Stanford dam blamed for diverting water from creek
Updated: Jan 4, 2022
San Francisquito imperiled, group says
April 9, 2014
Stanford University is not generally known as an environmental villain that dams rivers.
Yet a prominent national environmental group has named San Francisquito Creek, which drains the eastern slope of the Santa Cruz Mountains, as the fifth-most-endangered river in the United States and pinned the blame squarely on Stanford's Searsville Dam.
Built in 1892 and choked nearly to the brim with sediment, the dam blocks the migration of one of the bay's last remaining populations of native steelhead trout, the group American Rivers said in a report being released Wednesday. The reservoir irrigates campus lawns and the university golf course.
Administrative director of Jasper Ridge biological preserve Philippe S. Cohen, Ph.D., and Matt Stoecker of Beyond Searsville Dam on top of the dam in Portola Valley, Calif., on Monday, May 25, 2010. Liz Hafalia/The Chronicle
"Stanford is constantly talking about how sustainable their campus is, and what Searsville mostly feeds is a huge golf course," said Matt Stoecker, a biologist who founded Beyond Searsville Dam in Palo Alto in 1998 to get the dam removed.
No water diversions
Stanford spokeswoman Lisa Lapin said in an e-mail that the university has not diverted any water from the creek in more than a year because of the drought.
"When there have been diversions from Searsville, it has only been during periods of extraordinary flows from a recent storm," she said. "In that case, the water is used for agricultural irrigation, fire protection and landscape irrigation."
She said that because the reservoir is so heavily silted, "almost all water passes through as it would flow through the creek."
American Rivers listed San Francisquito Creek in part because Stanford has promised to come up with a plan for the dam by the end of this year. Removing it is one of the options.
Topping the group's endangered list is the San Joaquin River, 70 percent of which is diverted to farm and urban uses.
The diversions have endangered its salmon and steelhead populations and dried up more than 100 miles of the river. House Republicans approved legislation earlier this year to end a restoration plan for the river because of the drought, but the Senate has not acted.
San Francisquito Creek "is unique because it remains one of the only San Francisco Bay streams that is not confined to a concrete channel," American Rivers' report said.
The creek escaped that fate, according to the report, because it marks the boundary between San Mateo and Santa Clara counties, which "could never agree on a plan for its channelization."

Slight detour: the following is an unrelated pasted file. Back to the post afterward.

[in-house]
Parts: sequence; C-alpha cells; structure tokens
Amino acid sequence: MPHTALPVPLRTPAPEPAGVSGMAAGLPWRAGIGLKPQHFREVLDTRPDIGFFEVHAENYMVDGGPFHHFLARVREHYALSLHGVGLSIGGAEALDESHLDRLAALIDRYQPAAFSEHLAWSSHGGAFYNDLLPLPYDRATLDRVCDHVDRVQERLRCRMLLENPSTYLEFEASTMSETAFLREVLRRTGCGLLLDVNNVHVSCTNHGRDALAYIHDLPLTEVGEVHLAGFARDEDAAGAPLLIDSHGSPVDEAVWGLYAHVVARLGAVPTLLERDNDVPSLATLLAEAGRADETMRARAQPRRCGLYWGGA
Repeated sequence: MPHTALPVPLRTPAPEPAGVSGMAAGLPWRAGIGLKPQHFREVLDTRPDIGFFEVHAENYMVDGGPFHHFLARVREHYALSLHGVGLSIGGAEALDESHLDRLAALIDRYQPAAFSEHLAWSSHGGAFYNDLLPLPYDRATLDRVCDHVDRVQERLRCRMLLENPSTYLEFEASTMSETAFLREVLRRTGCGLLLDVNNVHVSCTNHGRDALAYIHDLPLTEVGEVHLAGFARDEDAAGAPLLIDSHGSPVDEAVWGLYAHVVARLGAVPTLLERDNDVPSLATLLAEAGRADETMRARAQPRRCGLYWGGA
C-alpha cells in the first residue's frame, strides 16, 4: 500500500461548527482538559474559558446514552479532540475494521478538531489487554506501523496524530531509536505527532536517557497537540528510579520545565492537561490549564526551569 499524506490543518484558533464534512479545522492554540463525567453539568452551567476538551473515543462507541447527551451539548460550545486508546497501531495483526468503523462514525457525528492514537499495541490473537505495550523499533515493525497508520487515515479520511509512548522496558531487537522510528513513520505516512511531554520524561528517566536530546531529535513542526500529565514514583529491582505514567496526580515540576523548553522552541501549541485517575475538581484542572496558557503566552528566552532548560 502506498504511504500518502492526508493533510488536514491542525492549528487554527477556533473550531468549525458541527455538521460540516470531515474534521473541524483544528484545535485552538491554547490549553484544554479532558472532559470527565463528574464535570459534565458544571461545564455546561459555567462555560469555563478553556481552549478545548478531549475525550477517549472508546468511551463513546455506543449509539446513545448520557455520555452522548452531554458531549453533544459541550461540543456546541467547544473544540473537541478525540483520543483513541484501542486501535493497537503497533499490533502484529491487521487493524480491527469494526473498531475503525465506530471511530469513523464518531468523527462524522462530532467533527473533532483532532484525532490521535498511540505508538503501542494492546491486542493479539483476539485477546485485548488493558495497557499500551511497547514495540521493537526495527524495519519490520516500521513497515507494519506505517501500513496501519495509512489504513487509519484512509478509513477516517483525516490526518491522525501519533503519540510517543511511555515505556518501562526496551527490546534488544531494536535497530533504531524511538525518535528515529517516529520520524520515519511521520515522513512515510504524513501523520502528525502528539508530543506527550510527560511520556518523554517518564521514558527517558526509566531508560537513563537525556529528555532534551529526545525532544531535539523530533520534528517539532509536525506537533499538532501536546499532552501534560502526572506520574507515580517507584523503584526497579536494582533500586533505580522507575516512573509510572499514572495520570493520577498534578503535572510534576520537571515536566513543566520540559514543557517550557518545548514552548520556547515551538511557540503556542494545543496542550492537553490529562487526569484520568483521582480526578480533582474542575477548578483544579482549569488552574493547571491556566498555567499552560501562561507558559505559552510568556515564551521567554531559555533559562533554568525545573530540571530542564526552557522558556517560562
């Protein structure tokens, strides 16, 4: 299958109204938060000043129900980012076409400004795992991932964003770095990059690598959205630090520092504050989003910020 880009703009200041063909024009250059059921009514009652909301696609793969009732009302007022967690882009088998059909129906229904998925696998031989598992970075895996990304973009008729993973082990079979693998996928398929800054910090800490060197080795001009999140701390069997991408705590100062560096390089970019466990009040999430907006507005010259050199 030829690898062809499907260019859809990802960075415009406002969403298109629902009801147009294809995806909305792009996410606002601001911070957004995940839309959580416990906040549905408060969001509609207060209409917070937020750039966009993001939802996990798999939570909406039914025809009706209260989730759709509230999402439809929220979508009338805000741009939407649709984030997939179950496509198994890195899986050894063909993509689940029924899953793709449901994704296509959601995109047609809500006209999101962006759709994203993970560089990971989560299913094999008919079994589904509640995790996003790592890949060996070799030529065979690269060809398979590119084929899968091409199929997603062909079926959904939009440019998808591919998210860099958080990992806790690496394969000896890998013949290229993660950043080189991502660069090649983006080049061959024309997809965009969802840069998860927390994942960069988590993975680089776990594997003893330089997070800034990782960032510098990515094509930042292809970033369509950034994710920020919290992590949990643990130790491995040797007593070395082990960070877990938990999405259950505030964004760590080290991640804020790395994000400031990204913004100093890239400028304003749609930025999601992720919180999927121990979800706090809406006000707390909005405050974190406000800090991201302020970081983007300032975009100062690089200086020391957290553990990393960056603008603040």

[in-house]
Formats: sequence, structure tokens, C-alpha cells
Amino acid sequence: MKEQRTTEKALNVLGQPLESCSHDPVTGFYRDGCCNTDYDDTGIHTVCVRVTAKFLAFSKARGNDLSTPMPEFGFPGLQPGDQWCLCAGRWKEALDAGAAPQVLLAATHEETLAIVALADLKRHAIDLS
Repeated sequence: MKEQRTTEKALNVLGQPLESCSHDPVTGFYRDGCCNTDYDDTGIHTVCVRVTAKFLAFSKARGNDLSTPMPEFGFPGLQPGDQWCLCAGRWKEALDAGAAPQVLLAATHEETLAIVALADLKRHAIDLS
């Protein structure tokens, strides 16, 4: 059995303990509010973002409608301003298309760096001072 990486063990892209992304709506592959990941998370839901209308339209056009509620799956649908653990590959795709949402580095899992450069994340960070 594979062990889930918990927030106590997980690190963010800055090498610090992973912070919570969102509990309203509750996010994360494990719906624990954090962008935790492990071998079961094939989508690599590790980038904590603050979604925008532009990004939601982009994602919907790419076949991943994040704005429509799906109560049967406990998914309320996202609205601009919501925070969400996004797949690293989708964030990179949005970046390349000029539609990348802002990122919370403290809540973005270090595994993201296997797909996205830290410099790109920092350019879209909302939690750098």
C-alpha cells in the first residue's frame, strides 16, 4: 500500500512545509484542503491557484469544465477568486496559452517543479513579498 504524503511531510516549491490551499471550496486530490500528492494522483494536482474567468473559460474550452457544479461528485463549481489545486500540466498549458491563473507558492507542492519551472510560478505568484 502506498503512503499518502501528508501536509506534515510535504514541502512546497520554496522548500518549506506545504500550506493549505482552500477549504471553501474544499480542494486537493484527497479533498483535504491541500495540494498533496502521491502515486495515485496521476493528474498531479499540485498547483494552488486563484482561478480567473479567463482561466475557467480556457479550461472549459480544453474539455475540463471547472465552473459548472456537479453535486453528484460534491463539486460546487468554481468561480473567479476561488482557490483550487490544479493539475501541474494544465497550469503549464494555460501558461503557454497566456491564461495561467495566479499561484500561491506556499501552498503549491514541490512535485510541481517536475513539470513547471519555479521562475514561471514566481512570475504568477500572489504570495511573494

"The decision at the end of this year is completely critical and will determine the future of the watershed," said Kerri McLean, associate director of California river restoration for American Rivers.
Lapin said Stanford "has been actively studying options for the future of the Searsville Dam, of which removal is just one option among many being evaluated."
An overlook of Searsville reservoir at Jasper Ridge biological preserve in Portola Valley, Calif., on Monday, May 25, 2010. Liz Hafalia/The Chronicle
These options include doing nothing, modifying the dam, removing it, dredging the reservoir, building fish ladders, or tearing a hole at the bottom of the dam to allow some water to flow.
Stanford owns much of the upstream watershed. The area around the dam is home to the university's Jasper Ridge Biological Preserve, an 1,189-acre area used to study how ecosystems are affected by human activity.
A position paper issued by the preserve in 2007 urged that the dam be allowed to silt up, citing the ecological benefits of the reservoir, including "key habitat for migratory and breeding waterfowl" and "important foraging resources for bats."
Removing the dam would be a "massive undertaking" that would disrupt the area, the paper said.
Stoecker dismissed as "ridiculous" the university's arguments that the reservoir provides bird habitat and serves climate change science. He said algae in the reservoir is creating potent methane emissions and that replacing an open water reservoir with natural wetland and riparian habitat would act as a natural sponge to absorb floodwaters.
An advisory committee made of local and regional government officials, federal agencies and environmental groups is studying the issue along with the university.
"It's a much more complicated issue than almost anyone would assume," said Pat Burt, a Palo Alto City Councilman who is on the committee. "It's an incredibly expensive set of propositions whatever alternative is looked at, I can tell you."
One problem is what to do with the accumulation of sediment behind the dam. Another is the potential for flooding in Palo Alto, East Palo Alto and Menlo Park should the dam be removed.
Closeup of Searsville Dam at Jasper Ridge biological preserve in Portola Valley, Calif., on Monday, May 25, 2010. Liz Hafalia/The Chronicle
Len Materman, executive director of the San Francisquito Creek Joint Powers Authority, a regional body that seeks to reduce floodplain risk, said there are other water storage options to replace the dam. But he asked, "Is it easy, is it cheap, is it a known quantity? Not exactly."